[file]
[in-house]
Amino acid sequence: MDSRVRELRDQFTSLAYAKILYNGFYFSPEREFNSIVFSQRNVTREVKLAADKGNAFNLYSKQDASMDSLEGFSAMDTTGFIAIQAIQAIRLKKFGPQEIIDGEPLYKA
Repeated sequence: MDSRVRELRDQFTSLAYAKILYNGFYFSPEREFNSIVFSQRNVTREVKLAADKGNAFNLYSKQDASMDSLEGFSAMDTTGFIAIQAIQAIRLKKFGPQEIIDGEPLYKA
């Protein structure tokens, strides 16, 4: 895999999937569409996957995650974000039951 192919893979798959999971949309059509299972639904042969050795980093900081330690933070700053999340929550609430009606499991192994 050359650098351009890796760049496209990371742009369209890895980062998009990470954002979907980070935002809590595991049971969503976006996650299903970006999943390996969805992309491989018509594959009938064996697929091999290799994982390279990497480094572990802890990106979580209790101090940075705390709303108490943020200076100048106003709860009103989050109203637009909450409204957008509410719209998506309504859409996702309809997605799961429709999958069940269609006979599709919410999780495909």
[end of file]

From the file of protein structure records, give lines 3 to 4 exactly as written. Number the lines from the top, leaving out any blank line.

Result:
Repeated sequence: MDSRVRELRDQFTSLAYAKILYNGFYFSPEREFNSIVFSQRNVTREVKLAADKGNAFNLYSKQDASMDSLEGFSAMDTTGFIAIQAIQAIRLKKFGPQEIIDGEPLYKA
């Protein structure tokens, strides 16, 4: 895999999937569409996957995650974000039951 192919893979798959999971949309059509299972639904042969050795980093900081330690933070700053999340929550609430009606499991192994 050359650098351009890796760049496209990371742009369209890895980062998009990470954002979907980070935002809590595991049971969503976006996650299903970006999943390996969805992309491989018509594959009938064996697929091999290799994982390279990497480094572990802890990106979580209790101090940075705390709303108490943020200076100048106003709860009103989050109203637009909450409204957008509410719209998506309504859409996702309809997605799961429709999958069940269609006979599709919410999780495909």